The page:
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Lathe Auto-drive Gearbox - Dominion - oil change and running

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Dustynorm

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#1

If anyone needs more information on the Auto-drive, let me know, I'll be putting together more videos on this subject in future.

Thanks,

Dusty
 

francist

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#2
Nice looking old lathe -- love the colour!
It's great to see the old machines back in fit and form. Regardless of whether they run absolutely perfectly, it's nice to see them run. The likes of them will not pass this way again.

-frank
 

Martin W

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#3
Hi Dusty
Nice lathe and drive unit. What year is that old Dominion lathe?
Cheers
Martin
 

Dustynorm

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Nice looking old lathe -- love the colour!
It's great to see the old machines back in fit and form. Regardless of whether they run absolutely perfectly, it's nice to see them run. The likes of them will not pass this way again.

-frank
Thanks Frank

Safety Green, it's not for everyone, but it was painted green before I stripped all of the paint off. It runs fairly well, but there are some quirks for sure. I bought the lathe to help with restoration of some of the other old machinery I have and will probably accumulate in future also.

Dusty,
 

benmychree

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#5
That original oil looks like steam cylinder oil, it comes in black and thick as new. I don't think it would be appropriate for a transmission such as that. Often used in antique car transmissions and rear axles, to say nothing of internal lubrication of steam engines.
 

Dustynorm

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Hi Dusty
Nice lathe and drive unit. What year is that old Dominion lathe?
Cheers
Martin
I've been doing some research, and by the name on the Lathe (John Bertram and Sons Company Ltd., Dundas Ontario) it is post 1901, the exact date I don't know, but somewhere around that timeline. The Auto-drive unit is Dominion (Walkerville, Ontario), which is a little later, but no date on this yet, I'm still researching this. There is so little information available for this lathe, probably becuase it is a lesser known brand.

What is pretty neat about this lathe for me is that it was made in the city I used to work in, and that city is only about 25 minutes away. The building still stands, and has a museum on the lowest floor with a lathe nearly identical to the one I have.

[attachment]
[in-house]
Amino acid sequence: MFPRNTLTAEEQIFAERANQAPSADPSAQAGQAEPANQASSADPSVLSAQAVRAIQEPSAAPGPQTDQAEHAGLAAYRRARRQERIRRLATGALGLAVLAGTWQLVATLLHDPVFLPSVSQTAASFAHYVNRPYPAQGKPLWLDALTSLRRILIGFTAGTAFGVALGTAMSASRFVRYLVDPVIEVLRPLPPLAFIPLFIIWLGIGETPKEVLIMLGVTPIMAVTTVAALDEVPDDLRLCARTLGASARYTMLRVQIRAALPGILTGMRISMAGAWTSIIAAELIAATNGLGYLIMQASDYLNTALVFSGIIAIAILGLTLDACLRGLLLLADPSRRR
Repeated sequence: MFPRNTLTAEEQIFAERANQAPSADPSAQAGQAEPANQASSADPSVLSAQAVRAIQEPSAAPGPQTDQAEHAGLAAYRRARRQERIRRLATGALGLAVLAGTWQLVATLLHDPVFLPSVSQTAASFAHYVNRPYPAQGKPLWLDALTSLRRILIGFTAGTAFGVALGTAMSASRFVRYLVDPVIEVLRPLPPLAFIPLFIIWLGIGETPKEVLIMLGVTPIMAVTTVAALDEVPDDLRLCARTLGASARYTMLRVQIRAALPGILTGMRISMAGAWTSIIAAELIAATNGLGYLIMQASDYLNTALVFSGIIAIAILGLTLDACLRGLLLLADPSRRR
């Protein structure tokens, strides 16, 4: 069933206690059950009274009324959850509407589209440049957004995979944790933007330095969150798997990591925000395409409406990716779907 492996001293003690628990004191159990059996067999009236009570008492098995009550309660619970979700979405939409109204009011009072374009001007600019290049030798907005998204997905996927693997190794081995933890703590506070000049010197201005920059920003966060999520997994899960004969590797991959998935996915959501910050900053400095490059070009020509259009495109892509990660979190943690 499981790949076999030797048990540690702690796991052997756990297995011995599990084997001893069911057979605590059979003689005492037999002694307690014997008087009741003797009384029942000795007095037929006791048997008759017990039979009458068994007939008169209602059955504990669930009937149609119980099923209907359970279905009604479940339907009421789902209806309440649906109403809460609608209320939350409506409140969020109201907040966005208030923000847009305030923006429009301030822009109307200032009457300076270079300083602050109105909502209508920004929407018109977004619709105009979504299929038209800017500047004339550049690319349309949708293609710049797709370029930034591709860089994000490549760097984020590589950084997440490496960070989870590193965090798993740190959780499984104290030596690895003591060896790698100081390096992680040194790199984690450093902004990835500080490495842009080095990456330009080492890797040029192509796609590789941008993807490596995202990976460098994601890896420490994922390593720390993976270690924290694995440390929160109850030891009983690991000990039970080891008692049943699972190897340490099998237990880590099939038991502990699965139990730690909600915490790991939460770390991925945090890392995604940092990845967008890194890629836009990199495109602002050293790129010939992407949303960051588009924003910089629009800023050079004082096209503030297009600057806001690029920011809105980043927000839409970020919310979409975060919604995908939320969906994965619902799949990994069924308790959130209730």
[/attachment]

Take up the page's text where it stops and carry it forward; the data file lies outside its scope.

For reference, I've shown an image of what the lathe looked like when I picked it up.

Museum.PNG Bertram Overall - Copy.jpg

Thanks,

Dusty
 

Dustynorm

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That original oil looks like steam cylinder oil, it comes in black and thick as new. I don't think it would be appropriate for a transmission such as that. Often used in antique car transmissions and rear axles, to say nothing of internal lubrication of steam engines.
That's interesting, I wonder if that might be why is smelled burned? Not something I would expect from a device with no combustion process occurring.

The most recent owner used it for the occasional wood-turning, so I don't think it was used often at all, but it seems to be running well still. I think it's interesting enough to warrant taking the cap off to have a look inside sometime. I assume a very simple operation of shifting gears, but i'd like to see how it works anyway.

That's great insight, thank you.
 

benmychree

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That's interesting, I wonder if that might be why is smelled burned? Not something I would expect from a device with no combustion process occurring.

The most recent owner used it for the occasional wood-turning, so I don't think it was used often at all, but it seems to be running well still. I think it's interesting enough to warrant taking the cap off to have a look inside sometime. I assume a very simple operation of shifting gears, but i'd like to see how it works anyway.

That's great insight, thank you.
Steam cylinder oil does have a definite smell about it ------
 

francist

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#9
Looks like they (John Bertram) made some real woppers too....
1540756324929.png

-frank
 

Dustynorm

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Yes sir, the lathe I own is the smallest they made apparently (#5), the base weight of 1200lbs. It likes to stay in one place.

Pretty amazing the size of some of these things, that must be 10,000lbs or more. If I removed ALL of my tools I could fit this big lathe in my shop....
 

Dustynorm

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Today I've been working on a design for replacing the new-ish hex nut with one to look more like the original which would have come with the machine. The test one I made functions very well, however it is too long and I don't want the bolt to show through the end, so I'll make a new one about 1/2" shorter.

20181028_172922.jpg

The new one will be a little more refine also.

Tip, if you boil steel in vinegar, it will react and etch the steel within 2 minutes, it makes the steel look more aged so that it looks like it belongs.
 

Dustynorm

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Here is an update on the progress, I had some interest in the lathe and I thought I should share in video form in hopes that it's a little more interesting.

Progress Update and Projects

Take care,

Dusty
 
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